As the Arctic blast wreaks havoc across many parts of the United States, regions are seeing record low temperatures and record highs of weather-related stress on livestock. Plummeting winter temperatures are making many dairy operations reconsider their winter survival tactics and preparation for disease challenges that can come with the change of the seasons.
One challenge that can often show up in dairy herds during this time is winter dysentery. Occurring from early fall through late spring, winter dysentery is characterized by the sudden onset of diarrhea and can affect 15 percent or more of the herd. Fresh blood in the feces may be present, as well as, dehydration, loss in body condition, respiratory issues like coughing and nasal discharge, and a varying decline in milk production of 10 percent or greater, are also noted. Winter dysentery has a high rate of morbidity, but a low rate of mortality. Twenty to 50 percent of animals in the herd will exhibit clinical symptoms within the first few days and the rest of the herd within a week to 10 days.
The causative agent in winter dysentery is still unclear. However, Bovine coronavirus (BCV) has been cultured from the feces of affected animals, which is also a culprit in bouts of diarrhea and respiratory disease in young calves. Additionally, elevated BCV titers have been measured in afflicted herds. Ingestion of contaminated feed or water is the most common route of infection. Viral particles in the respiratory secretions of affected animals can also exacerbate transmission.
Clinical symptoms of winter dysentery typically subside within two weeks of onset. However, the time to recover the loss in body condition and milk production can take months. Thus, financial ramifications of an outbreak of winter dysentery can be severe. Recovered animals appear to be immune from the disease from one to five years, but carrier animals can be a source of repeated outbreaks.
The first step in managing the disease is to stop the cycle. It is also recommended to caution access to outside visitors during an outbreak of winter dysentery. Controlling the movement patterns of cattle and people on the farm can be beneficial, as well as having farm employees working with cattle change out of soiled clothes and sanitize boots as often as necessary for their particular job. Eliminating manure contamination in water, feed, feed bunks, and feeding equipment is also critical in avoiding transmission of this virus.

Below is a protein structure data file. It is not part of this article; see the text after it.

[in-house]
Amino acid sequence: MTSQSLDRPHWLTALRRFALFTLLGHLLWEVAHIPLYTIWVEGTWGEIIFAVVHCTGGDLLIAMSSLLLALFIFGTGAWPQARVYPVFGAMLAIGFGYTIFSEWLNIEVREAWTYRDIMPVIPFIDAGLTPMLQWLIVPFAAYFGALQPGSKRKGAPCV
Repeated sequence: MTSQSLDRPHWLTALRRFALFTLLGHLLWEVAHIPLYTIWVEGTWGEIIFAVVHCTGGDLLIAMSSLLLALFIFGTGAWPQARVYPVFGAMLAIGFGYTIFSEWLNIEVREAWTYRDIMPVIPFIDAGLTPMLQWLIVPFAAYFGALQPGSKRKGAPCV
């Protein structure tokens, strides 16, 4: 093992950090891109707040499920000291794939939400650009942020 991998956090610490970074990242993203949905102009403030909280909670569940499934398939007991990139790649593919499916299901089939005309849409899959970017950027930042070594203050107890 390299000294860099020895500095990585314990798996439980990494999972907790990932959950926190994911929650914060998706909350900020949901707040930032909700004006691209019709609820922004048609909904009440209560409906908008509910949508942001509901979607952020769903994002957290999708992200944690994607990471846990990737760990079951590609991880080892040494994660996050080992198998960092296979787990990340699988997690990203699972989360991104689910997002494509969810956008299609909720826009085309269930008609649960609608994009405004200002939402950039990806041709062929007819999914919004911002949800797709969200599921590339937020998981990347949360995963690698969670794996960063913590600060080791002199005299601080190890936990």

Besides management practices, producers may also want to consider their nutritional programs in assisting the herd to get through an outbreak with less stress. Alternative non-antimicrobial products such as direct-fed microbials and/or mannan oligosaccharides (Bio-Mos®) have shown some benefits in improving the animal’s balance of intestinal bacteria (International Dairy Topics Vol. 4 No. 3, 2005).Direct-fed microbials and mannan oligosaccharides can help to maintain healthy immune systems in dairy and efficient nutrient transfer from cow to calf. Palatable feed and fresh water should be available at all times, and in severely affected cattle, fluid therapy should be administered. Currently, there are no vaccines for BCV.
In most cases, affected cattle recover spontaneously. However, measures such as proper hygiene, constant awareness, quarantining of new animals, and certified testing remain important and should continue to be used on the farm to help in preventing and treating potential outbreaks.